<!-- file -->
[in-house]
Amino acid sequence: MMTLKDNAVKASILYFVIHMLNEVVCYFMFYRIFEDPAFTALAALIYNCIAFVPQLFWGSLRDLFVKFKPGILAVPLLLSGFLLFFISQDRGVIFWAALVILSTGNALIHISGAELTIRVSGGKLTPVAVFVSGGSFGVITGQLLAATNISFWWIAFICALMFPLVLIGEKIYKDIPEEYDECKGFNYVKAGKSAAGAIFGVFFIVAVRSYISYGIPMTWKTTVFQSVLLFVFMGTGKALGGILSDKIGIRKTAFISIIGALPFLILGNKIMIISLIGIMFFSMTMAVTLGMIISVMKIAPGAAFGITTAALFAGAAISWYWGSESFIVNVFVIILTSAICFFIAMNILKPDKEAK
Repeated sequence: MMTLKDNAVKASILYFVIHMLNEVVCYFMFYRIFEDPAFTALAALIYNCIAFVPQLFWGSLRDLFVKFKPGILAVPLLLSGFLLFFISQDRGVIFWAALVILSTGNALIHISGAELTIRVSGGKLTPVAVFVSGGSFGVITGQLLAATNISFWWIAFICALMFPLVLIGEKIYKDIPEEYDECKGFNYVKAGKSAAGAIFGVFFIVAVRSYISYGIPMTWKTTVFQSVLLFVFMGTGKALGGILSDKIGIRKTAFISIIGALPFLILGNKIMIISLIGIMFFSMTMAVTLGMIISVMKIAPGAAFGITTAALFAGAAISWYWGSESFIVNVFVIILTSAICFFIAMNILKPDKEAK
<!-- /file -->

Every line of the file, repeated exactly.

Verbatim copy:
[in-house]
Amino acid sequence: MMTLKDNAVKASILYFVIHMLNEVVCYFMFYRIFEDPAFTALAALIYNCIAFVPQLFWGSLRDLFVKFKPGILAVPLLLSGFLLFFISQDRGVIFWAALVILSTGNALIHISGAELTIRVSGGKLTPVAVFVSGGSFGVITGQLLAATNISFWWIAFICALMFPLVLIGEKIYKDIPEEYDECKGFNYVKAGKSAAGAIFGVFFIVAVRSYISYGIPMTWKTTVFQSVLLFVFMGTGKALGGILSDKIGIRKTAFISIIGALPFLILGNKIMIISLIGIMFFSMTMAVTLGMIISVMKIAPGAAFGITTAALFAGAAISWYWGSESFIVNVFVIILTSAICFFIAMNILKPDKEAK
Repeated sequence: MMTLKDNAVKASILYFVIHMLNEVVCYFMFYRIFEDPAFTALAALIYNCIAFVPQLFWGSLRDLFVKFKPGILAVPLLLSGFLLFFISQDRGVIFWAALVILSTGNALIHISGAELTIRVSGGKLTPVAVFVSGGSFGVITGQLLAATNISFWWIAFICALMFPLVLIGEKIYKDIPEEYDECKGFNYVKAGKSAAGAIFGVFFIVAVRSYISYGIPMTWKTTVFQSVLLFVFMGTGKALGGILSDKIGIRKTAFISIIGALPFLILGNKIMIISLIGIMFFSMTMAVTLGMIISVMKIAPGAAFGITTAALFAGAAISWYWGSESFIVNVFVIILTSAICFFIAMNILKPDKEAK